In late August 1960, well into the presidential race between Richard Nixon and John Kennedy, this exchange occurred during President Eisenhower’s press conference:
Q. We understand that the power of decision is entirely yours, Mr. President. I just wondered if you could give us an example of a major idea of [Nixon’s] that you had adopted in that role, as the decider and final–
THE PRESIDENT. If you give me a week, I might think of one. I don’t remember.
This answer became an anti-Nixon theme during the remainder of the campaign and well beyond (President Johnson publicly chided Nixon about it). Yet, in his preceding answer, Eisenhower made it clear that Nixon “has taken a full part in every principal discussion” of policy, an answer that supported Nixon’s case that he had substantial experience Kennedy lacked.
Golly, I forget what bills she’s been part of or authored. . . She was never there long enough to achieve the degree of seniority that affords her the ability to do more.
Feinstein added: “But she’s been a good senator. There are things outside of bills that you can do, and I know that she’s done them for her state.”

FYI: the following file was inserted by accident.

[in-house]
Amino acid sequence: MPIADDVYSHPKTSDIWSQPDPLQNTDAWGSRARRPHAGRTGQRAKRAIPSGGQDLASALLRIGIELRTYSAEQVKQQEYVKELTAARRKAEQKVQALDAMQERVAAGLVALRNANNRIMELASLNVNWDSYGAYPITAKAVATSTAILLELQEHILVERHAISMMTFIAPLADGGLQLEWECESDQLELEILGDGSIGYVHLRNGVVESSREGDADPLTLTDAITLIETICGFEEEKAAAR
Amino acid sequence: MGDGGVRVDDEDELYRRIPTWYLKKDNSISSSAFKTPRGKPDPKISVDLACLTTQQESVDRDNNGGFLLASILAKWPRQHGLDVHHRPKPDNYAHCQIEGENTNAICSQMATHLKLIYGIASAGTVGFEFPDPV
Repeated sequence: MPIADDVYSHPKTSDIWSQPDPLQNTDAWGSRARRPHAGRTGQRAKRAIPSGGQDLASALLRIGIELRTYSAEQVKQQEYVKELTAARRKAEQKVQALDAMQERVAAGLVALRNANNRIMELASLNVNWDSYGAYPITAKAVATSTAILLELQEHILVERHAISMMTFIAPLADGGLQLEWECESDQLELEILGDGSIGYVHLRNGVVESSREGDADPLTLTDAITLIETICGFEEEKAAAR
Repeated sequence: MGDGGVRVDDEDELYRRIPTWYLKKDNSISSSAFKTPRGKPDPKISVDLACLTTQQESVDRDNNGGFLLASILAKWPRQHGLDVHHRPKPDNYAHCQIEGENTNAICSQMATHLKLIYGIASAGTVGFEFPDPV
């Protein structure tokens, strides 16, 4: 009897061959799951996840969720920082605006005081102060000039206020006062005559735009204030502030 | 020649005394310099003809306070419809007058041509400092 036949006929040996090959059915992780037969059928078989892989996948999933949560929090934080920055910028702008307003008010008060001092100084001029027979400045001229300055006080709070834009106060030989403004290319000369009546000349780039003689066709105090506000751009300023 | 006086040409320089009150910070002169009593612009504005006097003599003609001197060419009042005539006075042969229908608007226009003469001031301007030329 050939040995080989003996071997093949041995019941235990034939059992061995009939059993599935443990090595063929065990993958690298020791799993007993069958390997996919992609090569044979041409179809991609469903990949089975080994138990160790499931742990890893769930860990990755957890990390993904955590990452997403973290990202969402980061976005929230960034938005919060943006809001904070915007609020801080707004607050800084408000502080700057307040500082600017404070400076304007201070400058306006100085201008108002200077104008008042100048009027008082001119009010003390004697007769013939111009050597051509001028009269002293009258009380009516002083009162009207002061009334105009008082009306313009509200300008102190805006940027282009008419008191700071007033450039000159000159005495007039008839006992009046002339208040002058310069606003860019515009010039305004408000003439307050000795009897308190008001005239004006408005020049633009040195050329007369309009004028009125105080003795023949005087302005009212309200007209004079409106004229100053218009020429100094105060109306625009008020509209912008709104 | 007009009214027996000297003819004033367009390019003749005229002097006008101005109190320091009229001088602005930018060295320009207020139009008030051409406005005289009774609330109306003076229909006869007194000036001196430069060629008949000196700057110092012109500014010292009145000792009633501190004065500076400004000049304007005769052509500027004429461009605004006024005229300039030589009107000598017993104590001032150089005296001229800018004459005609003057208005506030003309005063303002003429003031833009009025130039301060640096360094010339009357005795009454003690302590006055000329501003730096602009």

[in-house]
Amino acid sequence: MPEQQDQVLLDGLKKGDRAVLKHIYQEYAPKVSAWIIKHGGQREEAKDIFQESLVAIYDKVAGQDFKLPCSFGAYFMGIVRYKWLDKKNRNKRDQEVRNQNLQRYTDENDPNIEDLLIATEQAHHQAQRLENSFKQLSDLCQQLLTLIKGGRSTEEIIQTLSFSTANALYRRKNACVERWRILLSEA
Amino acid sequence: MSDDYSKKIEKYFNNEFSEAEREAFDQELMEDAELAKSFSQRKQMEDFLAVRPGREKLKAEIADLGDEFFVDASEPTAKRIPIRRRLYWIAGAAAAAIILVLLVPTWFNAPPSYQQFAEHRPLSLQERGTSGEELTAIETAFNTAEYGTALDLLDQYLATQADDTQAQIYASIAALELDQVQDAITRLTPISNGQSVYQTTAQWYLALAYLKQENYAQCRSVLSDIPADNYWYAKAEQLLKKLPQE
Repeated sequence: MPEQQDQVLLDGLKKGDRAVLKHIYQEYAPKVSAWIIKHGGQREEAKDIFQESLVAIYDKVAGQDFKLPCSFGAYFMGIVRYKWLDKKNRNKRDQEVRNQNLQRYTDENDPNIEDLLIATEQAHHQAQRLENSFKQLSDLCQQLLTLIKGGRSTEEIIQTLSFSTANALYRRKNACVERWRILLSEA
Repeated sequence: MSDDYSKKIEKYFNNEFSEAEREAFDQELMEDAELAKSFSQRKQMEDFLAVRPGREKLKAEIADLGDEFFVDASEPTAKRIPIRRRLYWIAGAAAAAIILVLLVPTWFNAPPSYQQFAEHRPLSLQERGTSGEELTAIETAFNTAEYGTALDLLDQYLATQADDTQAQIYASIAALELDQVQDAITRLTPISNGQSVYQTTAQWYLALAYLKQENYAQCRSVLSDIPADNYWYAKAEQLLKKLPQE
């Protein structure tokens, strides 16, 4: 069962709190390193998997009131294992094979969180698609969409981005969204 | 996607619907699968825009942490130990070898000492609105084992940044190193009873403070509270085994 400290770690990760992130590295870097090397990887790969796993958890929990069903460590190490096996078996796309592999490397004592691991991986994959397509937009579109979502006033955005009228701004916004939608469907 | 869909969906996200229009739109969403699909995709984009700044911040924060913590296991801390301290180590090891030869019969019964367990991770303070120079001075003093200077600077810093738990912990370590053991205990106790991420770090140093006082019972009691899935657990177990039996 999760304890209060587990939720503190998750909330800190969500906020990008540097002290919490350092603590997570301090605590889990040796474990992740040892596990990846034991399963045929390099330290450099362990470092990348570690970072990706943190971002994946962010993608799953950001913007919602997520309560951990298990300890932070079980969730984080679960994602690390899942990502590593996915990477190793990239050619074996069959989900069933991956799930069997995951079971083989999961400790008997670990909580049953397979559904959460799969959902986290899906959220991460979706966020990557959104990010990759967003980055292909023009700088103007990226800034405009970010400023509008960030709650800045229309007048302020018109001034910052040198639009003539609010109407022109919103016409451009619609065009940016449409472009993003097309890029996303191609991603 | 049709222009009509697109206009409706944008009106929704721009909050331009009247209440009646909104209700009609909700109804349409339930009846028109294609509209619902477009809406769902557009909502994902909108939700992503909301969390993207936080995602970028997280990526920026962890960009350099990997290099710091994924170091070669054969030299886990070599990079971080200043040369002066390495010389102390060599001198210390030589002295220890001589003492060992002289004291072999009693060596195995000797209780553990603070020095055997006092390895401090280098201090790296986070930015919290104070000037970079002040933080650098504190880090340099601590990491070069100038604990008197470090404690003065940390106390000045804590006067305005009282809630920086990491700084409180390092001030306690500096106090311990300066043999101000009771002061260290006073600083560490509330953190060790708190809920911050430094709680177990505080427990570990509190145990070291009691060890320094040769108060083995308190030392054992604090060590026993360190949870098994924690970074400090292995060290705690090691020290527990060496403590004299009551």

After some prompting from an aide, Feinstein mentioned that Clinton helped start a health insurance program for children during her tenure as first lady. “I should have a list,” she said. “Get on Google.”
It is absurd to claim that eight years in the Senate is insufficient time to do something memorable. Admittedly, it’s not easy to accomplish much when one’s party is in the minority. However, the Democrats had a majority in the Senate during four of Clinton’s eight years — time enough for her to have left a mark.
Clinton herself has been hard pressed to name anything notable she accomplished even as Secretary of State. Politico notes that “when ABC’s Diane Sawyer asked her about her ‘marquee achievement,’ Clinton changed the subject and she fumbled over a similar question during a women’s forum in Manhattan last year.”
Politico gave Clinton’s leading supporters (e.g., Chuck Schumer and Harry Reid), in essence, “a week to think of” something major she accomplished. The responses, insofar as they pertain to her time in the Senate, make it easy to understand why Feinstein couldn’t think of anything.